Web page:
Dear Mr. Grundmeier,
Ordinarily, I would submit this to you as a guest opinion essay. But you've announced that the Register, once counted among America's great newspapers,
will no longer consider unsolicited opinion pieces. CORRECTION: The newspaper will continue to consider unsolicited guest columns but will "accept far fewer" of them in the print edition.
So I share my views on this blog, which now exists as apparently the sole outlet for members of the Des Moines community wishing to make their opinions known, civilly and responsibly.
In the print edition dated March 13, 2022, you commented about the addition of a new columnist, saying: "I believe this demonstrates the Register's continued commitment to providing forums for robust discussion of community topics." My response, to you and the other top executives of the "media company," which you now call yourself: No. It doesn't. More about that later.
But that has inspired me to write you about an inevitable move I urge you to make, sooner rather than later:
Kill the paper paper.
No, that isn't a typo: I urge you to allow the broadsheet, which brought scores of talented and energetic reporters and editors to a landlocked agricultural state in the middle of the Midwest (including me, 37 years ago), to die with dignity instead of keeping it on a respirator while dear admirers stand over its painful demise.
It's pretty obvious that you and your corporate masters want it dead. Why else would you "put the paper to bed" so early, before evening meetings and sports events are concluded, so the results don't appear in the following day's paper? Why would you cease publication on Saturday, when thousands of Iowans want to see how their high school athletes fared? I recall that my colleagues on the Register sports desk considered the Saturday paper second in importance only to Sunday's "Big Peach."
Can the Monday paper, another light readership day, be far behind? And what then? Who needs a four-day-a-week "daily newspaper"?
Look, I get it: You're all about making profits. So why devote vanishing money and resources to produce printed sheets that tell of events, including state and local stories, that occurred 18 hours ago, when TV and the internet already reported them as they happened? Or "deja news" -- stories that ran on your website two, even three days before?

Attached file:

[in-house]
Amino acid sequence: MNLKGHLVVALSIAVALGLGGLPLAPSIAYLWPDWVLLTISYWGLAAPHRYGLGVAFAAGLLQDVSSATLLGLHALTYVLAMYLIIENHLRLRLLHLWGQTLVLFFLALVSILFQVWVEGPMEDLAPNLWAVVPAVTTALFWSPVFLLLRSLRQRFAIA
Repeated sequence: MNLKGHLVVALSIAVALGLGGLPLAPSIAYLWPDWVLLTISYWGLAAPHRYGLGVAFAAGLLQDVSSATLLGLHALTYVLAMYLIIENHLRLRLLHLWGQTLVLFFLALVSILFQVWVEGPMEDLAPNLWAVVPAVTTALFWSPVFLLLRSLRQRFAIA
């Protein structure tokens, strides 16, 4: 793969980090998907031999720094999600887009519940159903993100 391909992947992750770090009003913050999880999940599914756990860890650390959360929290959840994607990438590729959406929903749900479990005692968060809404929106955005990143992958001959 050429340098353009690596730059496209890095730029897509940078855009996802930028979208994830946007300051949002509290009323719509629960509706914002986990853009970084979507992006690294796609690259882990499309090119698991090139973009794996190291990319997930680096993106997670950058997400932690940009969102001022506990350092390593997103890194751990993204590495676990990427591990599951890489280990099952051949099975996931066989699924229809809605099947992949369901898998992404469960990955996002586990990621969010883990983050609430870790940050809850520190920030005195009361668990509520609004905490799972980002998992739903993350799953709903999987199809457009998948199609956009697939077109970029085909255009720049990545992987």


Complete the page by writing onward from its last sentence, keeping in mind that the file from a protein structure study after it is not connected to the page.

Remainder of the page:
So kill the print paper already. When you play Angry Birds on your phone, you don't need a newspaper to line real-life bird cages. And why should you worry about those Iowans of a bygone age, who rose above bumpkinism thanks to the daily Register's healthy dose of information, ideas, and viewpoints.
Oh yeah, those viewpoints . . .
What will you now give us, Mr. Grundmeier? Who will be the carefully selected "true experts on a subject," as you described them? Instead of our well-informed and erudite peers, or nationally regarded syndicated columnists, will you be treating us only to the opinions of plastic surgeons who deem themselves qualified to comment on energy? Or academics who too often talk down to those they study? Or business people motivated by financial or political gain?
Once, The Des Moines Register felt obligated to elevating Iowans' knowledge and awareness to a level other rural states could only envy and never achieve. Forsaking that obligation is sure to accelerate Iowa's downward spiral into the tribalism endemic of so many other states.
But you don't have to contribute to that shameful end. Instead, you can commit to the aim of the Register as laid down by Editor Carol Hunter at the end of 2021: a reliable source of "trustworthy reporting ... commitment to accuracy ... seeking out views from all sides ... commitment to fairness ... challenge our own biases ... look at possible solutions ... reach out and truly listen."
I agree with you -- newsprint is nearly as anachronistic as piano rolls in the age of digitally streamed music. But even in a different form, the music remains. As long as there's a quality orchestra capable of playing it.
Top image: Close-up of laptop screen showing the Des Moines Register app in play store in East Java, Indonesia. Photo by Shutterstock user Premio Stock.